She ended up moving to London, where she could have her poems published finally. 


‘Twas mercy brought me from my Pagan land,

Taught my benighted soul to understand

That there’s a God, that there’s a Saviour too:

Once I redemption neither sought nor knew.

Some view our sable race with scornful eye,

“Their colour is a diabolic die.”

Remember, Christians, Negros, black as Cain,

May be refin’d, and join th’ angelic train. 

There were so many disturbing things about the murder of George Floyd, but I can never unhear this man call out begging for his mother.

George Floyd’s words have felt like a call to all mothers to do something: protest, teach your children about privilege, talk about race, and defend those who need it.

A rallying cry of battle.

Rudyard Kipling’s poem not only reminds us of the unconditional love of a mother but the emptiness that mothers feel at a loss.  


If I were drowned in the deepest sea,

Mother o’ mine, O mother o’ mine!

I know whose tears would come down to me,

Mother o’ mine, O mother o’ mine!

Hopeful poems

Speaking of motherhood, this poem by Henry Van Dyke, titled, “Mother Earth,” is full of love and inspiration.

We could all use a little more of that, and this a reminder to be thankful for all the beauty we see every day.


Mother of all the high-strung poets and singers departed,

Mother of all the grass that weaves over their graves the glory of the field,

Mother of all the manifold forms of life, deep-bosomed, patient, impassive,

Silent brooder and nurse of lyrical joys and sorrows!

If you elected to learn a new skill, or rediscovered an old passion, or committed to improving yourself during the quarantine period, this poem is for you.

Katy A. Brown’s poem, “Pain Ends,” is an inspiring piece of work.

It reminds us all to do the work required to achieve our dreams and let go of all the things that we can not control.  

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The quarantine was where I poured myself into the idea that I could be a full-time writer.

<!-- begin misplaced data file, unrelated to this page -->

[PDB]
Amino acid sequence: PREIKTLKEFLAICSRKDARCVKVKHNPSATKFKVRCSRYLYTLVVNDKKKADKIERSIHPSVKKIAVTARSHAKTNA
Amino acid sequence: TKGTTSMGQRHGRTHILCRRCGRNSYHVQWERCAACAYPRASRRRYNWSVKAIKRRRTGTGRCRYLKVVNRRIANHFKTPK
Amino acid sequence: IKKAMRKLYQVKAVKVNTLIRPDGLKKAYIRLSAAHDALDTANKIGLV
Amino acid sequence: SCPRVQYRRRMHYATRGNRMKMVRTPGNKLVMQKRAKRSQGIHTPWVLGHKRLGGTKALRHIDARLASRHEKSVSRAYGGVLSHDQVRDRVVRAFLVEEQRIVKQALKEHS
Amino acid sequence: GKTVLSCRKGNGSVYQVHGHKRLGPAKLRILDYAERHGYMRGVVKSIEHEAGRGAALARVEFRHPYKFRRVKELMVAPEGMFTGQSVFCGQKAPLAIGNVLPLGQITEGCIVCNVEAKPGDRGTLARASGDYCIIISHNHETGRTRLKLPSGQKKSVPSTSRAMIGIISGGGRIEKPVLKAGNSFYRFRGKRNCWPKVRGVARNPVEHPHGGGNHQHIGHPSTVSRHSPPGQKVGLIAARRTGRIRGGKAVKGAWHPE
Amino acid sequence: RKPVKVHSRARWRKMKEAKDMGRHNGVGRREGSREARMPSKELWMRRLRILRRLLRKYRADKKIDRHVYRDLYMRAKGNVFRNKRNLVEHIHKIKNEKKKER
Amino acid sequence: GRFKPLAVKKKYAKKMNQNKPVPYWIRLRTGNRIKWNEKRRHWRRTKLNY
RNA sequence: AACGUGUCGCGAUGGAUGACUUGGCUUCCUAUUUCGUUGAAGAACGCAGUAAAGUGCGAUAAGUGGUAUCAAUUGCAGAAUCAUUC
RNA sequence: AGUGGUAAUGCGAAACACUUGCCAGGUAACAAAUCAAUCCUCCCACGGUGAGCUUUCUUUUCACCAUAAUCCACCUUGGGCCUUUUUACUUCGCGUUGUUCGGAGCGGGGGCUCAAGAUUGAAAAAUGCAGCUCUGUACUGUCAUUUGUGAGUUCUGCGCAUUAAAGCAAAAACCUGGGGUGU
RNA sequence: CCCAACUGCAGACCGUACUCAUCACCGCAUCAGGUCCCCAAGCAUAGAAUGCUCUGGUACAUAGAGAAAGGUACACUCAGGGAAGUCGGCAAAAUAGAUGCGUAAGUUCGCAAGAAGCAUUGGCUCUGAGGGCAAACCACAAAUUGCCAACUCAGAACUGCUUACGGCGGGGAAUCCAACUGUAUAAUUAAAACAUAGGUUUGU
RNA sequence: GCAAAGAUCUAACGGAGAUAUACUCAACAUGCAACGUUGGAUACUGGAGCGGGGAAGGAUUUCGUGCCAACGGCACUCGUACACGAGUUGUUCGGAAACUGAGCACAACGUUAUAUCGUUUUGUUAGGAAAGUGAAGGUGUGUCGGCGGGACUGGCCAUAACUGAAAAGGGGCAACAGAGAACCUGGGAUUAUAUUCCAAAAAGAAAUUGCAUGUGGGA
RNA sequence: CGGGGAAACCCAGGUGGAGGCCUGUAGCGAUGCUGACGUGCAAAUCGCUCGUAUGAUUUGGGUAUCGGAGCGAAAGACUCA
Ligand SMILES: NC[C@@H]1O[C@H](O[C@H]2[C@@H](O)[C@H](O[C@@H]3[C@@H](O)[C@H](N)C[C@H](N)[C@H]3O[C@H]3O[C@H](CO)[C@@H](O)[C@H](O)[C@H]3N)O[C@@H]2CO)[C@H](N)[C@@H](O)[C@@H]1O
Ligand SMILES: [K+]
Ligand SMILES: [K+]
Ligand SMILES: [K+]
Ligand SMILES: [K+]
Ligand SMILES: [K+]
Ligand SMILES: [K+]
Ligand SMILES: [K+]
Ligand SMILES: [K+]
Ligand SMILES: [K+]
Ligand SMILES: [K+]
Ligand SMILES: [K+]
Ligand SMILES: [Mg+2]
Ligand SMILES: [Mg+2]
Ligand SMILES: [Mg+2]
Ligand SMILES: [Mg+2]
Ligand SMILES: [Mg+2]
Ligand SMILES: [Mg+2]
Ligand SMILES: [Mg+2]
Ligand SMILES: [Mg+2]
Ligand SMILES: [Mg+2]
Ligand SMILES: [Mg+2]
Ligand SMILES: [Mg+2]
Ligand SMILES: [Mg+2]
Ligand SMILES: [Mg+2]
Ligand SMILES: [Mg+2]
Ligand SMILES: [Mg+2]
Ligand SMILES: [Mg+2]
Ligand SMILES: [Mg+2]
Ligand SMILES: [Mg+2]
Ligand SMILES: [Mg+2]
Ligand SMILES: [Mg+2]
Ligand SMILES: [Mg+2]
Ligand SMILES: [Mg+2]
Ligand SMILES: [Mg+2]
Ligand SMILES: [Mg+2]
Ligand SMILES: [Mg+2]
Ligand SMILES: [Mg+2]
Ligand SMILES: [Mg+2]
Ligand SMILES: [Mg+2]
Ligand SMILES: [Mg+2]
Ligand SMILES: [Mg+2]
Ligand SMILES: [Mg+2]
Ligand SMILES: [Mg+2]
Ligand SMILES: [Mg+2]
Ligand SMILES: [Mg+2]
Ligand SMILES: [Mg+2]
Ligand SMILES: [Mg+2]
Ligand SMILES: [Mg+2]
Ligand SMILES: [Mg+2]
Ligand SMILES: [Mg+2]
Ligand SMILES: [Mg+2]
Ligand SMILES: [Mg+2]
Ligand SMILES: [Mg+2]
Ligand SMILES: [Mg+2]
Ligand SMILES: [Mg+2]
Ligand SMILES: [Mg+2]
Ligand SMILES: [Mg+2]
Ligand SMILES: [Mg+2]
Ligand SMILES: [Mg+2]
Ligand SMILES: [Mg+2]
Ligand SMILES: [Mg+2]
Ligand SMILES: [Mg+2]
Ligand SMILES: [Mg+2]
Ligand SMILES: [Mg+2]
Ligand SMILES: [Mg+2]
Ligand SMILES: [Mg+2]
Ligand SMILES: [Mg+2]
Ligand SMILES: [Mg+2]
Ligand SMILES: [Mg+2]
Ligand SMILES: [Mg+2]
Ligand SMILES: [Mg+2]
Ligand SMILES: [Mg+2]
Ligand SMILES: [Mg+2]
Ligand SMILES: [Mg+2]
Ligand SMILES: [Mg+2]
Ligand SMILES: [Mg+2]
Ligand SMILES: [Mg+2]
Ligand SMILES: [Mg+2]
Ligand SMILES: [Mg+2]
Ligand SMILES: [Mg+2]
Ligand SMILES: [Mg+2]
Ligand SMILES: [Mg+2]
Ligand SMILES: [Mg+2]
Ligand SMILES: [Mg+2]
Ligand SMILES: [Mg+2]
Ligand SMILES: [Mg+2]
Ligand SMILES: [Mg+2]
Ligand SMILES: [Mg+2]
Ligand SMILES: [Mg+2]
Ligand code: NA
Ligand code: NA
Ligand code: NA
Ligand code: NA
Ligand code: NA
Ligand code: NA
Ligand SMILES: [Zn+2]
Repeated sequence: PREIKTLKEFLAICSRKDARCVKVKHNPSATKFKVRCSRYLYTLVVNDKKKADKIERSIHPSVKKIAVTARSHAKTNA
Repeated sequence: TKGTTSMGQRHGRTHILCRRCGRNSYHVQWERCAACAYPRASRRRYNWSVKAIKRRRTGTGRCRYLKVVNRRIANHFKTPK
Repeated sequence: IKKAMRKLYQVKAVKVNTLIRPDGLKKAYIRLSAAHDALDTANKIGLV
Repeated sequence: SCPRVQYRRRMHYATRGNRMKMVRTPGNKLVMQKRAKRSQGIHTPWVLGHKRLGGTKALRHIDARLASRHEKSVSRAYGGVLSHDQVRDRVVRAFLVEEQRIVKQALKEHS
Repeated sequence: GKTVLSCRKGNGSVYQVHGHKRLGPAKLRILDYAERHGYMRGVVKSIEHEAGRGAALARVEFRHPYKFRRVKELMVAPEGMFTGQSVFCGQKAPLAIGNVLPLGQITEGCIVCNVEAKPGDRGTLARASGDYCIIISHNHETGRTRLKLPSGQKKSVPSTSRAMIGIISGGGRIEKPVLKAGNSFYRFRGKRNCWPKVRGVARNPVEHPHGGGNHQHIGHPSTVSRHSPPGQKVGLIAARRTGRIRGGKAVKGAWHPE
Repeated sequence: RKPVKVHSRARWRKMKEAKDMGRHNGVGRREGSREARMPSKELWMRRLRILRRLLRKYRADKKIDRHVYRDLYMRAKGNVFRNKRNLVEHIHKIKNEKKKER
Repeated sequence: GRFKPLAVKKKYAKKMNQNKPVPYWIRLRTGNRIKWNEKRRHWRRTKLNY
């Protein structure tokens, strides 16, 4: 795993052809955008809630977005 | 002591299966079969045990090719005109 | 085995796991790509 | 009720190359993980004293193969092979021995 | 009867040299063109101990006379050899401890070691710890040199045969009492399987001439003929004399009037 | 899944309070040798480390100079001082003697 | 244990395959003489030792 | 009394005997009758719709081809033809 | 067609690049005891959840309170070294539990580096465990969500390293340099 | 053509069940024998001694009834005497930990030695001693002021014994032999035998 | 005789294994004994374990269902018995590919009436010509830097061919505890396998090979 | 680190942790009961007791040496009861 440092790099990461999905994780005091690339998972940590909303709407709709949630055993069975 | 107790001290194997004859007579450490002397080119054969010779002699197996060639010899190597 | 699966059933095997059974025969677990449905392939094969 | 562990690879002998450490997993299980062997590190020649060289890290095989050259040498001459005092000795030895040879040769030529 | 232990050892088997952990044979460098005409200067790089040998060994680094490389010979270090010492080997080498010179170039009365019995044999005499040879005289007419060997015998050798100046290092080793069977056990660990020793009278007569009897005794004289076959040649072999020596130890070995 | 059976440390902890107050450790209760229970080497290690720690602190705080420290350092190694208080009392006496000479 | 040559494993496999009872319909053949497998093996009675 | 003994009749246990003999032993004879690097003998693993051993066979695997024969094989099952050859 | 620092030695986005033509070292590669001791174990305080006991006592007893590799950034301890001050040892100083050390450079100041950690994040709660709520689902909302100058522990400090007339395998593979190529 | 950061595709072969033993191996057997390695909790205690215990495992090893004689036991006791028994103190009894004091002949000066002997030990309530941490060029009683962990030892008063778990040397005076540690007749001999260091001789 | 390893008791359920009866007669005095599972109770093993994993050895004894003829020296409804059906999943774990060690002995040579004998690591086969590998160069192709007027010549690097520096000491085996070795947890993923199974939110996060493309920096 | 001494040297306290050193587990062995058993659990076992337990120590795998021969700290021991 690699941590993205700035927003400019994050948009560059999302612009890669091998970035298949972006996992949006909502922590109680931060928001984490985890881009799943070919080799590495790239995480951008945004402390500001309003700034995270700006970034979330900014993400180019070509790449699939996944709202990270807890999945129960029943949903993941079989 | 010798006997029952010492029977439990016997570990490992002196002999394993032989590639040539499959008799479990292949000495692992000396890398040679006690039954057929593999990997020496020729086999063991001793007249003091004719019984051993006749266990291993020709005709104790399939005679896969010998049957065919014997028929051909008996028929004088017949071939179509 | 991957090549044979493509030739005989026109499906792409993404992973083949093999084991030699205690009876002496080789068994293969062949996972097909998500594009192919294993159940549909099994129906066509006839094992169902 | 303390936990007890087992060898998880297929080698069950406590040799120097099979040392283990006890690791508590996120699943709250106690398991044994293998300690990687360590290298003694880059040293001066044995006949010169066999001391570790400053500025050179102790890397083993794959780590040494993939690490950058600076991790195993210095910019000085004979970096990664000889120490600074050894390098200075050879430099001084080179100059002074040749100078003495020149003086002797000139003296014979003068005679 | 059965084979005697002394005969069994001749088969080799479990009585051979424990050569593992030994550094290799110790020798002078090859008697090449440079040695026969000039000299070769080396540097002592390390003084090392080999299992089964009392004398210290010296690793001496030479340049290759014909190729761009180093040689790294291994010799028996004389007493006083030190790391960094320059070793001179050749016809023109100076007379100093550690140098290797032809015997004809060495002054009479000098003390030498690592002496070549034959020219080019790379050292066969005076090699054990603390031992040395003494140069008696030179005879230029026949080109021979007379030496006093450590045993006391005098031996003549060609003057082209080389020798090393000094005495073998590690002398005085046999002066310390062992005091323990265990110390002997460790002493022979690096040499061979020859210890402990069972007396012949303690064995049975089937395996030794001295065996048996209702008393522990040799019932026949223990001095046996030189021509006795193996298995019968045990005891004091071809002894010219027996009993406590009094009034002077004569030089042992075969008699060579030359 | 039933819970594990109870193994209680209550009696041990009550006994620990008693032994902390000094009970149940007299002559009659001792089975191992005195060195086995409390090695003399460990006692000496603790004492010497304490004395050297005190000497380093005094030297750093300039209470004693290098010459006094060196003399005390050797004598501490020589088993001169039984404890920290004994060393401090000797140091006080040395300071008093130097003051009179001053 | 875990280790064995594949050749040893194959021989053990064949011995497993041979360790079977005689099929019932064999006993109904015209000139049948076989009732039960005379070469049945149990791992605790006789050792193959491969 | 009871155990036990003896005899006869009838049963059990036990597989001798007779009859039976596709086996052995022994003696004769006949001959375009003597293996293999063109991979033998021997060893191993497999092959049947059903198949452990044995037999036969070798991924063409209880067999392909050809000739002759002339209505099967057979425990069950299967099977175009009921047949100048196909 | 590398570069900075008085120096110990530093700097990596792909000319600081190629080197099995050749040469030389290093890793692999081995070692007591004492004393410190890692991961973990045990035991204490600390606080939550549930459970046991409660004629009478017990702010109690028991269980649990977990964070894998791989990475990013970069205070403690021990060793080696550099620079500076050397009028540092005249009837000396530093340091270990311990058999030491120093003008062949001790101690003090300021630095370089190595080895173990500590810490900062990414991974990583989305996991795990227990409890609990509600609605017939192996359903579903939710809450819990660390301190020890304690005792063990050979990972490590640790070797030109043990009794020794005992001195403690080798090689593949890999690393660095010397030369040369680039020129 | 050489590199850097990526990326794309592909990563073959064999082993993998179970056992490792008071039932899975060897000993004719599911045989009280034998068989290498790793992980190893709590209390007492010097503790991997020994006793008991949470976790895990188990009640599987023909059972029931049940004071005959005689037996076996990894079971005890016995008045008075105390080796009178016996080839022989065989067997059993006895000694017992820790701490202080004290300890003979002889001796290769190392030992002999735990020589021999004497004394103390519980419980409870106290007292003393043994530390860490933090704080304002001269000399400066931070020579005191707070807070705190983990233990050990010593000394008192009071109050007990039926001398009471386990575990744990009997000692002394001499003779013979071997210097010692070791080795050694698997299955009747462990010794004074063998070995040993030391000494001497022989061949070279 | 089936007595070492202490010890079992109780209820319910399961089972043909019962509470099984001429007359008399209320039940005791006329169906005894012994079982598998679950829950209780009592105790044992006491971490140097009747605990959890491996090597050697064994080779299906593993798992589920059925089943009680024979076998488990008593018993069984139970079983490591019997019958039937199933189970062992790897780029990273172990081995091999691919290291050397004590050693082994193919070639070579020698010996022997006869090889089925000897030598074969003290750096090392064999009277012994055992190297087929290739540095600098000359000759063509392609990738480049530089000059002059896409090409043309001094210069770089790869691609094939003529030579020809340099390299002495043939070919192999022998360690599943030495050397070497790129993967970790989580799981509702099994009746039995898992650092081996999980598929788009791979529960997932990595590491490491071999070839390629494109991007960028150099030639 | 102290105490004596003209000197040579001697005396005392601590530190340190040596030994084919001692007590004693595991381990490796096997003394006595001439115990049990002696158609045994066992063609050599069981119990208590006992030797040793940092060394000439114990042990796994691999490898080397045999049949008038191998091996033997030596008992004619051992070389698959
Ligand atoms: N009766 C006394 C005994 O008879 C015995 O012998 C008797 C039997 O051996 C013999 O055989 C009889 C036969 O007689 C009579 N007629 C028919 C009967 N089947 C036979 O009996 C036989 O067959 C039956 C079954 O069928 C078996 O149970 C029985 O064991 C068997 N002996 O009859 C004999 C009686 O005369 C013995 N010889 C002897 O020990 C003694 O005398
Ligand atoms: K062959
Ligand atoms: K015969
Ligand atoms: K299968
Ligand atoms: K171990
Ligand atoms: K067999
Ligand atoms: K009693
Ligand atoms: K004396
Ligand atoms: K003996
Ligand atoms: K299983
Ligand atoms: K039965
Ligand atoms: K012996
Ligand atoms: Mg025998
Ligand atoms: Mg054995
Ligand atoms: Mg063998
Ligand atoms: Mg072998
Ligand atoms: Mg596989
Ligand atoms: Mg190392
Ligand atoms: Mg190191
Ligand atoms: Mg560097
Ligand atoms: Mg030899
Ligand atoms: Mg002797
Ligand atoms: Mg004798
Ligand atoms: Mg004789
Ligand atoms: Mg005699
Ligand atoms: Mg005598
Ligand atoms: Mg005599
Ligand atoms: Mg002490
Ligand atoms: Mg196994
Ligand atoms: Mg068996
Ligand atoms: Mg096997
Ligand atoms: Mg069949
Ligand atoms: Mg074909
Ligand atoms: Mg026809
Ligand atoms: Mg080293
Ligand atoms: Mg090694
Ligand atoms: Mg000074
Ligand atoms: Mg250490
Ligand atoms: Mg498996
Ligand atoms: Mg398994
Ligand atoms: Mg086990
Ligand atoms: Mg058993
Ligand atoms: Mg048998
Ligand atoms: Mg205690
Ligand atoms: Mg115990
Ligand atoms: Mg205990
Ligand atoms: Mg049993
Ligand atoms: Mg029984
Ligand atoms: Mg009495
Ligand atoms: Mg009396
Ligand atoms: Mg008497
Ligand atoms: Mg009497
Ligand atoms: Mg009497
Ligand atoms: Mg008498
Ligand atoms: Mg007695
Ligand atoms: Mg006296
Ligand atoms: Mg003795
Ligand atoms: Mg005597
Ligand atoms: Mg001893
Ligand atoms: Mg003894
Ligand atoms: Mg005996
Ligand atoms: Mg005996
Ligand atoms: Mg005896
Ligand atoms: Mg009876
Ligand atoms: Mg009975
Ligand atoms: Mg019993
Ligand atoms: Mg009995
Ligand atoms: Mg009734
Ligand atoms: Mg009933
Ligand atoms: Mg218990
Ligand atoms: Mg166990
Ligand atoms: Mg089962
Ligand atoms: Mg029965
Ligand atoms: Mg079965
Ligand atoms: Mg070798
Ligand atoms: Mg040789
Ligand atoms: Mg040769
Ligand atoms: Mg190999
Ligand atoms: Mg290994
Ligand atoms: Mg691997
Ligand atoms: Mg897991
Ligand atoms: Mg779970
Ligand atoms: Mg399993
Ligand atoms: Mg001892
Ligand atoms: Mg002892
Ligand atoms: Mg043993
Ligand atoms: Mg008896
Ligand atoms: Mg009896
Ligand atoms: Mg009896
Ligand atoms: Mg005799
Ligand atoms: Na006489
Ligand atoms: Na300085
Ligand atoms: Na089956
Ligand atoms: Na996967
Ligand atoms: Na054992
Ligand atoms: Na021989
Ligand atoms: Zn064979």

I promoted my writing more, found additional clients, and published more articles on Medium, and I earned money compared to my wage.

I am a firm believer that income streams and residual income are better than wages.

I wondered what I would accomplish if I had more time to invest in my writing, and this poem speaks to that power of believing in yourself.    


Focus on your goals,

Never lose your fight.

It’s time to open new scrolls.

Everything will be all right.

Robert Frost’s “Stopping by Woods on a Snowy Evening” is a poem that leaves the reader feeling dreamy and calm.

The imagery of the beautiful wood, the solitude of no other visible dwellings, and the reminder we have things to accomplish before sleep, make this the perfect poem for 2020.


The woods are lovely, dark and deep,  

But I have promises to keep,   

And miles to go before I sleep,   

And miles to go before I sleep.

We have made it through the first six months of 2020, and I won’t dare the universe to top the first half, by saying the worst is likely over.

Every time I think along those lines, I just see one of those “Hold my beer” memes in my head.

I do not want that. 

I would like for us to remember there is beauty in this world, even when it seems the darkest.

Poetry has always been that reminder for me.

I talked to my friend yesterday about how sad I am that my notebooks upon notebooks of poetry I wrote as a depressed teenager are lost.

The poetry I wrote and the poetry I read got me through some of the hardest times in my life. 

Who is your favorite poet?

Is there a poem you feel has resonated with you during the first half of this year?

Do you have a poem that inspires you to do something new and exciting in the back half of the year?

Let us know in the comments below! 

Danielle Dahl
Danielle is the Managing Editor for EverydayPower.com. She has a Master's in Management and Leadership and is also a Life Coach. These skills, coupled with her background, both professional and personal, help her write on a variety of topics. This content is centered on team and self-development, trauma, motivation, and other inspirational messages. She lives in Montana with her husband and two children. When not writing she can found reading, cooking, and helping others overcome obstacles in their daily lives.